The Finnish Volunteers’ Battalion of the Waffen-SS operated on the German Eastern Front in 1941-1943. It was part of the Waffen-SS Wiking division, which also included volunteers from Scandinavian and Baltic countries, the Dutch and Ukrainians. The report into Finns' involvement in WWII crimes was commissioned by the prime minister's office after Efraim Zuroff, the director of the Simon Wiesenthal Center, requested President Sauli Niinisto in January 2018 to launch a relevant official inquiry.
"The report complements the information available on the systematic killing of Jews and other civilians as part of Germany’s attack against the Soviet Union in June 1941," the prime minister’s office said, publishing the report on its official website.
Jussi Nuorteva, the director-general of the National Archives of Finland, noted that Finns were "very likely" to blame for part of Nazi crimes, claiming that they had not been initially in the know of the Germans’ goals.
"At the beginning of the attack, Finns were unaware of the Germans’ goal of eradicating the Jews. It is very likely that they participated in the killing of Jews, other civilians and prisoners of war as part of the German SS troops. Primarily, Finns had a negative view on these actions," Nuorteva said, as quoted in the office's statement.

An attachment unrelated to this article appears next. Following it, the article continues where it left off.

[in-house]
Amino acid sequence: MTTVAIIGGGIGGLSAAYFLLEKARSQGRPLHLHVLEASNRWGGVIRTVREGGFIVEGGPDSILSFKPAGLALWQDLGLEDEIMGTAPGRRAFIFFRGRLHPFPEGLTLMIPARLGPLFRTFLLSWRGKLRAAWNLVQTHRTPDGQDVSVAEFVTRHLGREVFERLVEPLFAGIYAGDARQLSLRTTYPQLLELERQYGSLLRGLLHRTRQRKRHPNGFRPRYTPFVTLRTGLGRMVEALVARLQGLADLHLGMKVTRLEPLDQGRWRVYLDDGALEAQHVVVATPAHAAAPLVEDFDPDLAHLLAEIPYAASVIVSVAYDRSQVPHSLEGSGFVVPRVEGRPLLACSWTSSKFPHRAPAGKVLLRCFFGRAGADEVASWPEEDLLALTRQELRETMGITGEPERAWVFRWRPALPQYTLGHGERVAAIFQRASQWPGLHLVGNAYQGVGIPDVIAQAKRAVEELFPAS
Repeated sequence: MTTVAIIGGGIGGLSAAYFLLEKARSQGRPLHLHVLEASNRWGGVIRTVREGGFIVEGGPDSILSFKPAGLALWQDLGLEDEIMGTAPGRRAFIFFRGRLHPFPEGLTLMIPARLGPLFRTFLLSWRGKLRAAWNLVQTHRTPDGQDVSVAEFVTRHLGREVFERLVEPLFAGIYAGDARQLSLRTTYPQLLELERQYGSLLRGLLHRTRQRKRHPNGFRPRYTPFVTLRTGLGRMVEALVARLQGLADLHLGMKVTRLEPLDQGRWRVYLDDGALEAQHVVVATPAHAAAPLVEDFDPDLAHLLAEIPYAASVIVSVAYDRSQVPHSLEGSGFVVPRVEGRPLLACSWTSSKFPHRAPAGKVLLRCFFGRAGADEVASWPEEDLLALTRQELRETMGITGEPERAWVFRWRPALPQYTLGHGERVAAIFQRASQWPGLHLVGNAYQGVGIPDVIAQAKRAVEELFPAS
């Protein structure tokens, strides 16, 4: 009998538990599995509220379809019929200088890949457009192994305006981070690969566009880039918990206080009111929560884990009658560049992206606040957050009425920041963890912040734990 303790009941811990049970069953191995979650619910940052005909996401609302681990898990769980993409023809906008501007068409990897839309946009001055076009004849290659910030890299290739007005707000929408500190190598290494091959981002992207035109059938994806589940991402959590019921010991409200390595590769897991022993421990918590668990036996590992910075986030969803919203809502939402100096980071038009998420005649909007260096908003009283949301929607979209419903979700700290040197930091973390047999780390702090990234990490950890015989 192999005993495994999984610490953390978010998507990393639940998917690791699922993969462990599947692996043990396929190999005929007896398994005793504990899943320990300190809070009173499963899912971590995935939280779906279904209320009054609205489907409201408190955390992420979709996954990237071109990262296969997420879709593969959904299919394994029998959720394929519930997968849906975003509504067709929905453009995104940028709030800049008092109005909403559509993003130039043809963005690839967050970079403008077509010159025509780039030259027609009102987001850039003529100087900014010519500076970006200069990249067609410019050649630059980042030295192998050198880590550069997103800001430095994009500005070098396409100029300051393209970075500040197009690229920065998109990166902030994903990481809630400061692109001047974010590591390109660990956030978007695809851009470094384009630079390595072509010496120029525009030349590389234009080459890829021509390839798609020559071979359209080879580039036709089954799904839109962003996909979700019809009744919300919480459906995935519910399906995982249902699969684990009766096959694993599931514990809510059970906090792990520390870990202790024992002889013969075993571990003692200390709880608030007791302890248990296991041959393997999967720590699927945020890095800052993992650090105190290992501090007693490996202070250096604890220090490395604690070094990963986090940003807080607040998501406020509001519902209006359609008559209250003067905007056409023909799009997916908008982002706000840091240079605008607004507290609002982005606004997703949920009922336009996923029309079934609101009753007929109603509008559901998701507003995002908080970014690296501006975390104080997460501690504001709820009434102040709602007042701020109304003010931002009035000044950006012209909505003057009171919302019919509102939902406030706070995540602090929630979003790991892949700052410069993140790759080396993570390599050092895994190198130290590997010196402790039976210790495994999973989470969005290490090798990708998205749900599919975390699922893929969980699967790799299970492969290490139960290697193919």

Nuorteva went on to claim that "the starting point for Finns’ involvement was different compared to most other countries joining SS foreign volunteers."
"Finns were above all interested in fighting against the Soviet Union. This was due to experiences of the Winter War and the perceived threat caused by the Soviet Union … Finland’s aim was to provide the country’s troops with military training," he added.
The report is based on "significant complementary materials" from foreign archives in Russia, Ukraine, Germany, the Netherlands and the northern European countries, according to the statement.
The document, published in English, is available on the website of the National Archives of Finland.